The range of potential outcomes from here is very wide. Relatively benign is still a possibility but its odds have been decreasing. The odds of a rough patch in 2023 and potentially beyond are significant, in our view. Potential stock and bond market price actions in response also vary widely.

Investment positioning requires patience. When uncertainty is high and lopsided positioning can have unwanted consequences, it does not pay to guess. We believe the current environment is best addressed with cautious and conservative positioning and trading informed by meaningful weight of the evidence.

Sources: FactSet, Piper Sandler, RENMAC

GLOBALT is an SEC Registered Investment Adviser since 1991 and, effective July 10, 2013, remains a Registered Investment Adviser through a separately identifiable division of Synovus Trust N.A., a nationally chartered trust company. This information has been prepared for educational purposes only, as general information and should not be considered a solicitation for the purchase or sale of any security. This does not constitute legal or professional advice, and is not tailored to the investment needs of any specific investor. Registration of an investment adviser does not imply any certain level of skill or training. Due to rapidly changing market conditions and the complexity of investment decisions, supplemental information may be required to make informed investment decisions, based on your individual investment objectives and suitability specifications. Investors should seek tailored advice and should understand that statements regarding future prospects of the financial market may not be realized, as past performance does not guarantee and/or is not indicative of future results. Content may not be reproduced, distributed, or transmitted in whole or in part by any means without written permission from GLOBALT. Regarding permission, as well as to receive a copy of GLOBALT’s Form ADV Part 2 and Part 3, contact GLOBALT’s Chief Compliance Officer, 3400 Overton Park Drive, Suite 200, Atlanta GA 30339.  You can obtain more information about GLOBALT Investments and its advisers via the Internet at, sponsored by the U.S. Securities and Exchange Commission.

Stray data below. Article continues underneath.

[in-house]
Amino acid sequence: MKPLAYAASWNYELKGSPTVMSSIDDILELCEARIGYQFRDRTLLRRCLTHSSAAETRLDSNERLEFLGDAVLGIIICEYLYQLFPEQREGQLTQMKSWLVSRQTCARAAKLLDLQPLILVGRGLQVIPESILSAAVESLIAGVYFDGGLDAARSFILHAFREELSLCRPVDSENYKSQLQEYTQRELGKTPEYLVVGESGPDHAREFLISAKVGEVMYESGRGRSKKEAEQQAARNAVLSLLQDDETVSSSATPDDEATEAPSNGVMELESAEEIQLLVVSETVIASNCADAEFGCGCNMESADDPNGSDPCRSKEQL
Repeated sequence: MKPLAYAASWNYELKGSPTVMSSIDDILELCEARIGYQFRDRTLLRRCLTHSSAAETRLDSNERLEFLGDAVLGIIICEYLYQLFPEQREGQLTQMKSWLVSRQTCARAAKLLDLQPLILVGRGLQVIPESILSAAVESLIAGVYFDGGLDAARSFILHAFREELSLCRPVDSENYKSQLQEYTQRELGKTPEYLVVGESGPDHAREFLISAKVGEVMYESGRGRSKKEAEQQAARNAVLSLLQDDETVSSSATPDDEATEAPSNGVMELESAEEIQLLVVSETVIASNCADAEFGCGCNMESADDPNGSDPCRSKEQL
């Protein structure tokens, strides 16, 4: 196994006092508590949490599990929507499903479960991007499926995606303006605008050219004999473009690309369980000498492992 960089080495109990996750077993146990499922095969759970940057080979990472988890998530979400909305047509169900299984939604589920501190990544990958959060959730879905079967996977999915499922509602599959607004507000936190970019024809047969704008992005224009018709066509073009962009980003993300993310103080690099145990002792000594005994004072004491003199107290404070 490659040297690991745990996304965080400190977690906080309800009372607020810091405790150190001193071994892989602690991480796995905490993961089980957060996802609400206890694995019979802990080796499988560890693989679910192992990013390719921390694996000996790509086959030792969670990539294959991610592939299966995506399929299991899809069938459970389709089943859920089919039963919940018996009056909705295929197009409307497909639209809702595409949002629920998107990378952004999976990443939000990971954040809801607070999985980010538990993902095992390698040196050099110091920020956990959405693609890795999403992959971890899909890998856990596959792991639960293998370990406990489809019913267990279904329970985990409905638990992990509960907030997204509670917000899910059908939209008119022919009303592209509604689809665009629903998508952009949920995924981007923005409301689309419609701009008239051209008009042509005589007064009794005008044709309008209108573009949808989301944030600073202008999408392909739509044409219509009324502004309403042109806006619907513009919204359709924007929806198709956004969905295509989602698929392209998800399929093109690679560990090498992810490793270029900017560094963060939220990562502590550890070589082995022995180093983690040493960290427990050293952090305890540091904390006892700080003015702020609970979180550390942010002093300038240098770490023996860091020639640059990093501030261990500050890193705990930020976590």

The opinions and some comments contained herein reflect the judgment of the author, as of the date noted.

Investment products and services provided are offered through Synovus Securities, Inc. (SSI), a registered Broker-Dealer, member FINRA/SIPC and SEC Registered Investment Adviser, Synovus Trust Company, N.A. (STC), Creative Financial Group, a division of SSI. Trust services for Synovus are provided by STC.

Regarding the products and services provided by GLOBALT: 


For more news, information, and strategy, visit